Janet Jackson caused quite a ticket refund controversy back in the winter of 2015…and again in the summer of 2016…and again at the start of this year.
The pop star postponed her Unbreakable World Tour several times before finally merging it into the State of the World tour that is currently underway. The problem? Concert tickets are not cheap – they can often be a significant hit to the budget for many folks – and most ticket companies operate under the rule that refunds are only issued for cancellations and not postponements. One fan in California even took Live Nation to court to get her money back for a show that got postponed over a year. Should this rule still stand when an artists postpones as many times and for as long of a time period as Janet Jackson did?
In this case, though perhaps persuaded by the lawsuit, Ticketmaster said no, and refunded tickets upon request after the second postponement. But StubHub – the bulk of whose ticket inventory originated from Ticketmaster being that it was the primary seller, and therefore had already been refunded – said otherwise.
It was not until a customer filed a complaint with the New York Attorney General Consumer Frauds Bureau that they were able to get their money back. Even then, StubHub reiterated that they were a “ticket marketplace” and therefore “do not own any of the tickets listed on [their] site”, per a response letter to the Bureau of Internet and Technology. The letter continues:
Per our User Agreement it is noted that when a buyer places an order, the buyer is entering into a binding contract with the seller to purchase those tickets or related passes. All sales are final with the exception of canceled events or when a seller does not fulfill an order as listed…If an event is postponed and rescheduled, StubHub will evaluate the event on a case-by-case basis to determine the appropriate course of action. Refunds will not be issued for postponed events unless the event is ultimately cancelled…If a buyer is not able to attend the event on the rescheduled date, they are encouraged to list the tickets on StubHub as it is noted in User Agreement that refunds will not be provided for postponed or rescheduled events, partial performances, or venue, date, lineup, or time changes.
The letter concludes by stating, “although we are generally not in a position to issue a refund in this type of situation per the terms of our User Agreement, we have made an exception and [the customer] was provided a full refund”.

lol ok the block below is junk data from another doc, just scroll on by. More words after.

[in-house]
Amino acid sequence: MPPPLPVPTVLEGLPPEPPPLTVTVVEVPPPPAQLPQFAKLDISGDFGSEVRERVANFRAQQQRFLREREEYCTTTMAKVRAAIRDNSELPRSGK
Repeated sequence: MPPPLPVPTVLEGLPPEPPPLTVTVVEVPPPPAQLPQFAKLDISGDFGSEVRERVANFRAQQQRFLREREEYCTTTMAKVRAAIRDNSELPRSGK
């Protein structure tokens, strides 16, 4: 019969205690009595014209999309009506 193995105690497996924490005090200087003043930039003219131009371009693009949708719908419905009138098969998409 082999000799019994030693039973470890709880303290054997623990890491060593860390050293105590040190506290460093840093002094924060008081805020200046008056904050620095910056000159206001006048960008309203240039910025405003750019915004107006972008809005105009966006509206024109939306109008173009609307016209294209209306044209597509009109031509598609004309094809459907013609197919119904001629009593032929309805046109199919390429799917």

Attached to the letter is a 21 page copy of StubHub’s User Agreement and FanProtect Guarantee.
All in all, it seems a bit of an excessive process for a company worth $300 million-plus to refund a customer $300 for a concert that was put off for well over a year. And, may we add, a but consumer-unfriendly to be such a rule stickler on a pretty reasonable request.
Below is the full Consumer Frauds NYC complaint submitted to NYAG Consumer Bureau by an anonymous complainant on January 11, 2017.
On September 16, 2015 I purchased tickets via StubHub to Janet Jackson at the Barclay’s Center in Brooklyn, New York, to be held on February 22, 2016. The total ticket price was $367.20. On December 26, 2015 StubHub sent an email saying that the show was postponed. Then on January 16, 2016, they sent another email that the event would be rescheduled to August 15, 2016. Finally, on April 6, 2016, the show was again postponed indefinitely. Although the show was not canceled, Ticketmaster and all original point of sale companies have issued full refunds for this event. Yet StubHub has refused to issue a refund. I believe that this “postponement” is legally false due to the fact postponements typically come with a specific date and venue confirmation. Therefore, I you consider this a “cancellation”. Because the original buyer has already received a refund, I would also like a refund.